Thursday, September 20, 2007

Bryant and Ole Anderson

This a screen capture from Smoky Mountain Wrestling in 1994 from a tape George South dug out of his huge collection of video tapes. It shows Bryant Anderson, Jim Ross, and Ole Anderson on the Smoky Mountain set. Bryant was making his SMW debut on this program.

We were excited to find this tape becasue I have very little material on Bryant, and have been looking for photos for awhile. It's nice to have this clip if for no other reason than that.

Bryant wrestled on the show, with Ole in his corner, and won by making his oponent submit while working over the arm, the same way Ole and Gene Anderson won matches for so many years in the 1979s and 1980s. He spoted those trademark Anderson sideburns and wore the raditional maroon and gold striped Anderson boots.

If you have any photographs of Bryant Anderson, please let us know at the Mid-Atlantic Gateway by sending an e-mail here.

- D. Bourne

Tuesday, September 18, 2007

Brad Anderson on In Your Head Radio

Brad Anderson recently appeared on the In Your Head internet radio program. The archive is avialble for streaming or down load at

Sunday, September 2, 2007

Education, Murder, and Mayham in Burlington

Andersons Plan to Get Becker and Weaver
in Thursday Match
January 4, 1968, Elon College, Burlington, NC

A big grudge match and a six-man tag team bout highlights the best professional wrestling program ever presented in Alamance County Thursday night. The action will begin at the Elon College Gymnasium at 8:15 o’clock. Spectators are urged to come as early as possible to assure getting good seats. Huge crowds have attended all matches held in the county.

The main event Thursday has the Anderson Brothers, Gene and Lars, against the popular duo of Johnny Weaver and George Becker.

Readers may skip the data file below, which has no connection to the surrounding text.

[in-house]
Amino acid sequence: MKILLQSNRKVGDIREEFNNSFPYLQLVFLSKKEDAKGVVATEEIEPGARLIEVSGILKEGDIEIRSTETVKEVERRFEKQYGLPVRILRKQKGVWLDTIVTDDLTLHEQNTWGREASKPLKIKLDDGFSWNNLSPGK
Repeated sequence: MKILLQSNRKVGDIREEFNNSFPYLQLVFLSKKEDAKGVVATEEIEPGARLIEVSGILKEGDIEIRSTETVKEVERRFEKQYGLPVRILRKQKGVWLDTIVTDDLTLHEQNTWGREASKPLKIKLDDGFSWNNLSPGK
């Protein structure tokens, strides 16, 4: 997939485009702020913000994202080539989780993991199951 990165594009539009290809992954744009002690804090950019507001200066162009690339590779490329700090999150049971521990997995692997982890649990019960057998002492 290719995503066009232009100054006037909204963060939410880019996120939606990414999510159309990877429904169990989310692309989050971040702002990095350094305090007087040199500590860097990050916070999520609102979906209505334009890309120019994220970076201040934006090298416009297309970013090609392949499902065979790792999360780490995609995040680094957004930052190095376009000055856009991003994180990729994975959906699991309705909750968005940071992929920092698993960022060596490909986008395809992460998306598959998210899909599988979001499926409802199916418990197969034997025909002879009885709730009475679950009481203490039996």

On TV programs last weekend, the Andersons told a huge TV audience that they would murder Weaver and Becker.

“We have college educations,” said Lars, “and we’re smarter than Weaver and Becker. They are not in our class. We’re going to show them up for what they are - just third-rate wrestlers who have been getting by on the easy competition for years.”

Frankly, the Andersons are about the dirtiest fighters around and will try to use their roughhouse tactics and dirty tricks to beat Becker and Weaver. The match will be best of three falls with an hour time limit.

The semifinal match rivals the main event for six well-known stars will be featured. The Masked Infernos and their cowardly manager, J. C. Dykes, will face Chief Little Eagle, Bobby Red Cloud and Nelson Royal in a six-man tag match. The Infernos have drawn much criticism for their extremely cruel tactics which have even included burning their opponents. The Infernos are from Europe, and Dykes usually stays on the outside of the ring and gives instructions to his boys with a whistle. But he’ll have to leave the whistle at home Thursday night and take his chances in the ring.

To open the action, very popular Roger Kirby faces newcomer Hiro Matsuda, a very tough Japanese grappler.

Advance tickets are on sale at Alamance Sporting Goods, Eckerd’s and Rose’s at Curn-Park Plaza, Fairchild Baseball Park, Lilien and Lee and Graham Soda Shop. To avoid lines at the box-office Thursday night, fans are urged to get tickets in advance, if possible.